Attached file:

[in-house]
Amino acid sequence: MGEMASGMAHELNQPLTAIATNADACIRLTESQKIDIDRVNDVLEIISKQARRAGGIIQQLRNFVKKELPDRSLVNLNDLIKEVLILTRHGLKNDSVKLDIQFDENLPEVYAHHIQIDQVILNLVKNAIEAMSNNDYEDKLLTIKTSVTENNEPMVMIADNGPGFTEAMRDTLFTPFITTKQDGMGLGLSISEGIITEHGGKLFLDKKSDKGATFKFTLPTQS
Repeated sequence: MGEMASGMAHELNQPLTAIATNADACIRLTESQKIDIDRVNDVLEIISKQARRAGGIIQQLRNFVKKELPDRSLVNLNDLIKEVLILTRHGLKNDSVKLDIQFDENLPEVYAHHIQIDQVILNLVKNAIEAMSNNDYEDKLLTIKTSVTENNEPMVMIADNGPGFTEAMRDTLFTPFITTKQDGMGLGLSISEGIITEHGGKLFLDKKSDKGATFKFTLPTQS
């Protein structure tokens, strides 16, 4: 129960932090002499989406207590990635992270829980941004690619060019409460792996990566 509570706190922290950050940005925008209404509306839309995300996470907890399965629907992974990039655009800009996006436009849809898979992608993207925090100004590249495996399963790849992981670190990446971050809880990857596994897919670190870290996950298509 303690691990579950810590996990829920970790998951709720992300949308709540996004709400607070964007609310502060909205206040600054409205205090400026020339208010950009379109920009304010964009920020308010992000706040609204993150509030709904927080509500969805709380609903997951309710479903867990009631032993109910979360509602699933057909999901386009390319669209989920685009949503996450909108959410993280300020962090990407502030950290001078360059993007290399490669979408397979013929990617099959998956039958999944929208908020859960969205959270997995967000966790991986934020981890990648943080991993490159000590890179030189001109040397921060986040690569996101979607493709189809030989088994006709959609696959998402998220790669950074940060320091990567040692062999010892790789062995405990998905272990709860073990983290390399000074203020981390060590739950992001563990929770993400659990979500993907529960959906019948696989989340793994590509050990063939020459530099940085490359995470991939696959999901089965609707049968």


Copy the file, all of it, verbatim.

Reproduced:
[in-house]
Amino acid sequence: MGEMASGMAHELNQPLTAIATNADACIRLTESQKIDIDRVNDVLEIISKQARRAGGIIQQLRNFVKKELPDRSLVNLNDLIKEVLILTRHGLKNDSVKLDIQFDENLPEVYAHHIQIDQVILNLVKNAIEAMSNNDYEDKLLTIKTSVTENNEPMVMIADNGPGFTEAMRDTLFTPFITTKQDGMGLGLSISEGIITEHGGKLFLDKKSDKGATFKFTLPTQS
Repeated sequence: MGEMASGMAHELNQPLTAIATNADACIRLTESQKIDIDRVNDVLEIISKQARRAGGIIQQLRNFVKKELPDRSLVNLNDLIKEVLILTRHGLKNDSVKLDIQFDENLPEVYAHHIQIDQVILNLVKNAIEAMSNNDYEDKLLTIKTSVTENNEPMVMIADNGPGFTEAMRDTLFTPFITTKQDGMGLGLSISEGIITEHGGKLFLDKKSDKGATFKFTLPTQS
């Protein structure tokens, strides 16, 4: 129960932090002499989406207590990635992270829980941004690619060019409460792996990566 509570706190922290950050940005925008209404509306839309995300996470907890399965629907992974990039655009800009996006436009849809898979992608993207925090100004590249495996399963790849992981670190990446971050809880990857596994897919670190870290996950298509 303690691990579950810590996990829920970790998951709720992300949308709540996004709400607070964007609310502060909205206040600054409205205090400026020339208010950009379109920009304010964009920020308010992000706040609204993150509030709904927080509500969805709380609903997951309710479903867990009631032993109910979360509602699933057909999901386009390319669209989920685009949503996450909108959410993280300020962090990407502030950290001078360059993007290399490669979408397979013929990617099959998956039958999944929208908020859960969205959270997995967000966790991986934020981890990648943080991993490159000590890179030189001109040397921060986040690569996101979607493709189809030989088994006709959609696959998402998220790669950074940060320091990567040692062999010892790789062995405990998905272990709860073990983290390399000074203020981390060590739950992001563990929770993400659990979500993907529960959906019948696989989340793994590509050990063939020459530099940085490359995470991939696959999901089965609707049968």